According to the research, 43m people were connected to broadband via satellite, and this number is expected to grow to 110m in 2029.
The global market for satellite broadband is expected to triple with service revenues reaching $12.7bn by 2029, according to a report on Universal Broadband Access by Euroconsult, an independent consulting and analyst firm specialised in satellite-enabled vertical markets.
The Euroconsult research found that in 2020, 43m people were connected to broadband via satellite, roughly 1% of the worlds connected population. This number is expected to grow to 110m in 2029, with Latin America adding roughly 20m users and Sub-Saharan Africa adding 16m.
With 46% of the worlds population still unconnected, satellite broadband remains key to bringing essential services to sparsely populated regions where extending terrestrial networks is not economically feasible.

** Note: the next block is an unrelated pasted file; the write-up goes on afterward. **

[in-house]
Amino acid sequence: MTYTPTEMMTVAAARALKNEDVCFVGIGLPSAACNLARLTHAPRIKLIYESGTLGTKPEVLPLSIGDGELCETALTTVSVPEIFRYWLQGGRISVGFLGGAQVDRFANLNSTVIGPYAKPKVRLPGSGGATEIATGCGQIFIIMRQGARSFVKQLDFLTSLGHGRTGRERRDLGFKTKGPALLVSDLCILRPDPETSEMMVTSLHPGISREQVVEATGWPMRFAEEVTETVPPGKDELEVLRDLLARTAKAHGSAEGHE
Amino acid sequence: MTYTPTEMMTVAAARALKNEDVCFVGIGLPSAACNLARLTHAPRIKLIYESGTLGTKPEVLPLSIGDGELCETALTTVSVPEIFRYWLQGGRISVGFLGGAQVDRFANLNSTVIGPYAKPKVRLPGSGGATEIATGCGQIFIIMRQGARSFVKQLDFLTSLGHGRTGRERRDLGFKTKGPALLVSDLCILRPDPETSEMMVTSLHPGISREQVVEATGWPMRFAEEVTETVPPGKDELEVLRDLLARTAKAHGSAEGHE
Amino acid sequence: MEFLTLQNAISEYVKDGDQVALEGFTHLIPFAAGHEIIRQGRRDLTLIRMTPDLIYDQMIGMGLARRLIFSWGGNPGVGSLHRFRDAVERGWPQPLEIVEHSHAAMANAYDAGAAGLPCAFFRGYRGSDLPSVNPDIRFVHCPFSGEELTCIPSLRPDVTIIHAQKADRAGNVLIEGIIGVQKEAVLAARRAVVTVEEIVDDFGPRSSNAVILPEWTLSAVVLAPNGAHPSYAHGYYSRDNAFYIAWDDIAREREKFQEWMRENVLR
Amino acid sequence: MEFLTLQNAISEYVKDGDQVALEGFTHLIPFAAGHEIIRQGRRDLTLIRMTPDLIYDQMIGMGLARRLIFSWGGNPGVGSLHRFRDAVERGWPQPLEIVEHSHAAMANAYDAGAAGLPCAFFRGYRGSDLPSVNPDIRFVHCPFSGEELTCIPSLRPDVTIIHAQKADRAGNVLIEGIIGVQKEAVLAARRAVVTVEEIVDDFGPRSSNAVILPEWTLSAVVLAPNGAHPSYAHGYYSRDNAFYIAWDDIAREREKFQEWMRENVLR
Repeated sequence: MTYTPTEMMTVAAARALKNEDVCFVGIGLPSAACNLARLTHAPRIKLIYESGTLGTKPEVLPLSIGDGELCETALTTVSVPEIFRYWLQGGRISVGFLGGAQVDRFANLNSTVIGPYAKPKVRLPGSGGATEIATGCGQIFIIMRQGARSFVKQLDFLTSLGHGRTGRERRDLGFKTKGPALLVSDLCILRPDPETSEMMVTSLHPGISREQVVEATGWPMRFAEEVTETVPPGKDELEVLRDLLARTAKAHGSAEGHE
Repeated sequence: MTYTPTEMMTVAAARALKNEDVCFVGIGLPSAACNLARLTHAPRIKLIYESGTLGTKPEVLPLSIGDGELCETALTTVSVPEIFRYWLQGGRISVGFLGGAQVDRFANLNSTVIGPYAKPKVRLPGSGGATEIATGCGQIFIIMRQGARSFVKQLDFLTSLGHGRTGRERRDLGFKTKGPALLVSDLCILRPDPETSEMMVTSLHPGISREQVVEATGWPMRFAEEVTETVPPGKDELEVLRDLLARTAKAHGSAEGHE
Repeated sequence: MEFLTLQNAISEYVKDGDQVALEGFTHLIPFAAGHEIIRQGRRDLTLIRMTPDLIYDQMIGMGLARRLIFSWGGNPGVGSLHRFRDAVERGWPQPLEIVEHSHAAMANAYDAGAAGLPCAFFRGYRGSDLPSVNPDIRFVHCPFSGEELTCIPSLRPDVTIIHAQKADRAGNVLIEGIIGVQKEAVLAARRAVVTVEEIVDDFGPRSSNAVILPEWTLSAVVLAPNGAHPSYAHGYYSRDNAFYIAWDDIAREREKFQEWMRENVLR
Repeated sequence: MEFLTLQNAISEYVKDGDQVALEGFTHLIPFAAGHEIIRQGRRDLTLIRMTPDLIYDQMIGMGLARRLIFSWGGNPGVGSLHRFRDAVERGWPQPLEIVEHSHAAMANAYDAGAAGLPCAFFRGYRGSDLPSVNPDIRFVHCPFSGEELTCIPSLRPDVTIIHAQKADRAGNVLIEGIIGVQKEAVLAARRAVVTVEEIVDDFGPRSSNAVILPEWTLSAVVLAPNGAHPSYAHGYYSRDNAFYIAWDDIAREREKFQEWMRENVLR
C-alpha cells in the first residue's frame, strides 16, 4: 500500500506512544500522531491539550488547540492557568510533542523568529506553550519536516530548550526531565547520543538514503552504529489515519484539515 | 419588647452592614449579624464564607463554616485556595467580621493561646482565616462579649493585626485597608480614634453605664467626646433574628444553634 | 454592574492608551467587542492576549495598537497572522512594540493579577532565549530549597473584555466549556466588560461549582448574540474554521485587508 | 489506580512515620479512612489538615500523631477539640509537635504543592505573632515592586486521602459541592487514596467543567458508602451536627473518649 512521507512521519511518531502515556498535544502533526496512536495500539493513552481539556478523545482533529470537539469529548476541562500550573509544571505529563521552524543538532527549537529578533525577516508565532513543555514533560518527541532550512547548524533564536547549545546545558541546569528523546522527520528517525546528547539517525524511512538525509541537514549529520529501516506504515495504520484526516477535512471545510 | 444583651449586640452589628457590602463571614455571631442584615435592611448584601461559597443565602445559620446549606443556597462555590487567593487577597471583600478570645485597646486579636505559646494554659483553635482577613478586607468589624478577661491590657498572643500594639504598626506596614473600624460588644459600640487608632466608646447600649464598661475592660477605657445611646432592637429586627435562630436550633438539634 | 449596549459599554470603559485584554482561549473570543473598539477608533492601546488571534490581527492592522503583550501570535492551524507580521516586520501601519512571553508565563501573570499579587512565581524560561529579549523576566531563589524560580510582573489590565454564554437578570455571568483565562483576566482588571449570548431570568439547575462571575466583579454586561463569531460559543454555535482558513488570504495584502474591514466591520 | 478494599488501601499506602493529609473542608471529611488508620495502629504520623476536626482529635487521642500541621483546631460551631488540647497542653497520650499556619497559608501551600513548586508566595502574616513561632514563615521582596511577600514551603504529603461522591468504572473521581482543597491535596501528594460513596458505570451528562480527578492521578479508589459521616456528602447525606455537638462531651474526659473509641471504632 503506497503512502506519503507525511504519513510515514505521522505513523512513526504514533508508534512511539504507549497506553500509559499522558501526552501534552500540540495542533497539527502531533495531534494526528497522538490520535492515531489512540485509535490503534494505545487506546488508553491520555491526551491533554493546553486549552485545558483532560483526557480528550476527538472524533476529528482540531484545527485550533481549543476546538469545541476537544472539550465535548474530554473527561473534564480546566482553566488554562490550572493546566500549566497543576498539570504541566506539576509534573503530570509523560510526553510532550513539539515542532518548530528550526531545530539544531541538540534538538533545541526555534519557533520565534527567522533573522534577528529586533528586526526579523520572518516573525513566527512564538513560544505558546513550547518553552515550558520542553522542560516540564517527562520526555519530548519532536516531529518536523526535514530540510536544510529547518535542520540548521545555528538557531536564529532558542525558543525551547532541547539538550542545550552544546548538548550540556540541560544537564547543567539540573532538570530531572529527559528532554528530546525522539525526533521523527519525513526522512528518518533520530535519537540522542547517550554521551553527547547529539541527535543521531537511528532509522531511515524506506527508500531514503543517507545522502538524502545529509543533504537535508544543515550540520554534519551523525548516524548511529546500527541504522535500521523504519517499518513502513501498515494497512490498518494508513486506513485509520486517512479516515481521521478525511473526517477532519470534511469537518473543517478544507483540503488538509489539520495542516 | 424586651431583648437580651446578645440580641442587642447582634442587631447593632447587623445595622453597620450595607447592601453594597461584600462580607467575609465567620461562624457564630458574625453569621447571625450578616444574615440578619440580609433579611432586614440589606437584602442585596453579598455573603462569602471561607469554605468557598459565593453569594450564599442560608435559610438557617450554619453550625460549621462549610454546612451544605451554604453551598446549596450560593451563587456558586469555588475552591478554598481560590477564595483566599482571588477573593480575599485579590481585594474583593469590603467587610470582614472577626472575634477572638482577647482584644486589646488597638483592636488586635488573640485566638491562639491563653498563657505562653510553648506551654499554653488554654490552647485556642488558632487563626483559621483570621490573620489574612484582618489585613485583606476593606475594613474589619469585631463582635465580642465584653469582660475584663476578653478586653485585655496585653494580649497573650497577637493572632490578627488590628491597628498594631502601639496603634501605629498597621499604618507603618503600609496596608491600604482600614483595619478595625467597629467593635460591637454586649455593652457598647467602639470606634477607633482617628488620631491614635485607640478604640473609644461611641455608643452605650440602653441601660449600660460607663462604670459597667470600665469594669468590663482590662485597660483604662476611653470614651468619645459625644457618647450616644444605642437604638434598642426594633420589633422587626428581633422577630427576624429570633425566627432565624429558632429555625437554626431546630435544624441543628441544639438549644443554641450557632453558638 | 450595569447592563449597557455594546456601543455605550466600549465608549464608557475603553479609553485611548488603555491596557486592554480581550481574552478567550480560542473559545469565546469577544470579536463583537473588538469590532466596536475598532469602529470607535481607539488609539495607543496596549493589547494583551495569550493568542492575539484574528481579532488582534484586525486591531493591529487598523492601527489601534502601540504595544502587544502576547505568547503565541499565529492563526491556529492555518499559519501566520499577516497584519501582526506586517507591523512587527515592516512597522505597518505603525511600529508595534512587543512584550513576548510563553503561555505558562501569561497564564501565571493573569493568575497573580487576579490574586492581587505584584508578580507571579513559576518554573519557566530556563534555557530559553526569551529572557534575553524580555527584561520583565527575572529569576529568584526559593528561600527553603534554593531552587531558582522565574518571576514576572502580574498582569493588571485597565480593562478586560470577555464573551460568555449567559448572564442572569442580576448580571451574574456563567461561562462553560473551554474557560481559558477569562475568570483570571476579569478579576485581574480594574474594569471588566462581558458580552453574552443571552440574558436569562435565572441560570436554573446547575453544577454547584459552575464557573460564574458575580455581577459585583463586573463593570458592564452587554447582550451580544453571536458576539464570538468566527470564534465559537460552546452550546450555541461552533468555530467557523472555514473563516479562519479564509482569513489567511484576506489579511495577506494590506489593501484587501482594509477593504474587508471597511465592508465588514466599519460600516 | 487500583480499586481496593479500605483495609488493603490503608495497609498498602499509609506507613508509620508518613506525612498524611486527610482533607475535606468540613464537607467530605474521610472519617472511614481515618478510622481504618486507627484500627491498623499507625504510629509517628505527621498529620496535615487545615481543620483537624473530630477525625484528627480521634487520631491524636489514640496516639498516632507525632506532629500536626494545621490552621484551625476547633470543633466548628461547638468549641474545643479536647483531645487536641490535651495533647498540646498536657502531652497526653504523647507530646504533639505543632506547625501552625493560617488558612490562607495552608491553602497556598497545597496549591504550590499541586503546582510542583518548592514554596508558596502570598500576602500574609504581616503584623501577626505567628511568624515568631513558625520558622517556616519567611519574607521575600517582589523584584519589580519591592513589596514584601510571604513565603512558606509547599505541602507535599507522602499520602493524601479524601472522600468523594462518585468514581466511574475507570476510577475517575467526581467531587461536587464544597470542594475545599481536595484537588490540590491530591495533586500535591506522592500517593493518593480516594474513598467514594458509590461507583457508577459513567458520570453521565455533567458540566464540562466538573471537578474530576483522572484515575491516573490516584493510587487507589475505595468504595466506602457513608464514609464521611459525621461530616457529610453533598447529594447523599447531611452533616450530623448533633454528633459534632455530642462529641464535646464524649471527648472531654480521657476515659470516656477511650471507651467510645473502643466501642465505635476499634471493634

Significant progress has been made to expand access and adoption of broadband services as demonstrated by the growth in internet users, which doubled between 2010 and 2020, to just over 4bn users worldwide in 2020. The Covid-19 crisis has highlighted the importance of universal broadband access and accelerated efforts towards bridging the divide between those with high-speed broadband access and those without connectivity.
Dimitri Buchs, Senior Consultant at Euroconsult, said: Organisations such as the Broadband Commission for Sustainable Development set targets to encourage governments to invest in programmes that contribute to bridging the digital divide. Overall, the broadband ecosystem will be central to building the post-Covid-19 world, notably by making sure universal equitable access to broadband services is part of the new normal. We have a long way to go to achieve this, but satellite will be key to reaching many who are currently unserved or underserved.
There are three categories of satellite solutions that address the Universal Broadband market. They include consumer broadband, Wi-Fi hotspots, and cellular backhaul. Consumer broadband is currently the dominant option in advanced economies while Wi-Fi hotspots are most frequently used in less developed regions, notably due to the lower cost of services and the ability to share costs among a large number of users.